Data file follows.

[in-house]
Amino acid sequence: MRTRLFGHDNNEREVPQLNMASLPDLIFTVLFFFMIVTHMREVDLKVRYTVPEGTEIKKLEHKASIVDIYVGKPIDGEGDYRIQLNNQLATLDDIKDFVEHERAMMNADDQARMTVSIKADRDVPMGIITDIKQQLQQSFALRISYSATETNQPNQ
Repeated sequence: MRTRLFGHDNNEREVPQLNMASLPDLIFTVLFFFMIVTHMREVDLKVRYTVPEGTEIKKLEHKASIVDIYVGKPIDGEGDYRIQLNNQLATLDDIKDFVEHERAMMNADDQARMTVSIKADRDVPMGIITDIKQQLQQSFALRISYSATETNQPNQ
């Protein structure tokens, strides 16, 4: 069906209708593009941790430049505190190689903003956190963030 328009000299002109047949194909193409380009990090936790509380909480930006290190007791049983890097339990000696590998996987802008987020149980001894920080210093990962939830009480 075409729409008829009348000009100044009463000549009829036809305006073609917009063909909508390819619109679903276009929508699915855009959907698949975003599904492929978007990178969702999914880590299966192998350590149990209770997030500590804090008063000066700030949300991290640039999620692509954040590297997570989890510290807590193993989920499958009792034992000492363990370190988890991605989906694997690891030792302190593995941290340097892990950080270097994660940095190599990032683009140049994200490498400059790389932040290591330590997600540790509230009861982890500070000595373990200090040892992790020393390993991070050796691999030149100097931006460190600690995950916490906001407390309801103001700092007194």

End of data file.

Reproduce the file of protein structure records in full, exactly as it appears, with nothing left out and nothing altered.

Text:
[in-house]
Amino acid sequence: MRTRLFGHDNNEREVPQLNMASLPDLIFTVLFFFMIVTHMREVDLKVRYTVPEGTEIKKLEHKASIVDIYVGKPIDGEGDYRIQLNNQLATLDDIKDFVEHERAMMNADDQARMTVSIKADRDVPMGIITDIKQQLQQSFALRISYSATETNQPNQ
Repeated sequence: MRTRLFGHDNNEREVPQLNMASLPDLIFTVLFFFMIVTHMREVDLKVRYTVPEGTEIKKLEHKASIVDIYVGKPIDGEGDYRIQLNNQLATLDDIKDFVEHERAMMNADDQARMTVSIKADRDVPMGIITDIKQQLQQSFALRISYSATETNQPNQ
């Protein structure tokens, strides 16, 4: 069906209708593009941790430049505190190689903003956190963030 328009000299002109047949194909193409380009990090936790509380909480930006290190007791049983890097339990000696590998996987802008987020149980001894920080210093990962939830009480 075409729409008829009348000009100044009463000549009829036809305006073609917009063909909508390819619109679903276009929508699915855009959907698949975003599904492929978007990178969702999914880590299966192998350590149990209770997030500590804090008063000066700030949300991290640039999620692509954040590297997570989890510290807590193993989920499958009792034992000492363990370190988890991605989906694997690891030792302190593995941290340097892990950080270097994660940095190599990032683009140049994200490498400059790389932040290591330590997600540790509230009861982890500070000595373990200090040892992790020393390993991070050796691999030149100097931006460190600690995950916490906001407390309801103001700092007194």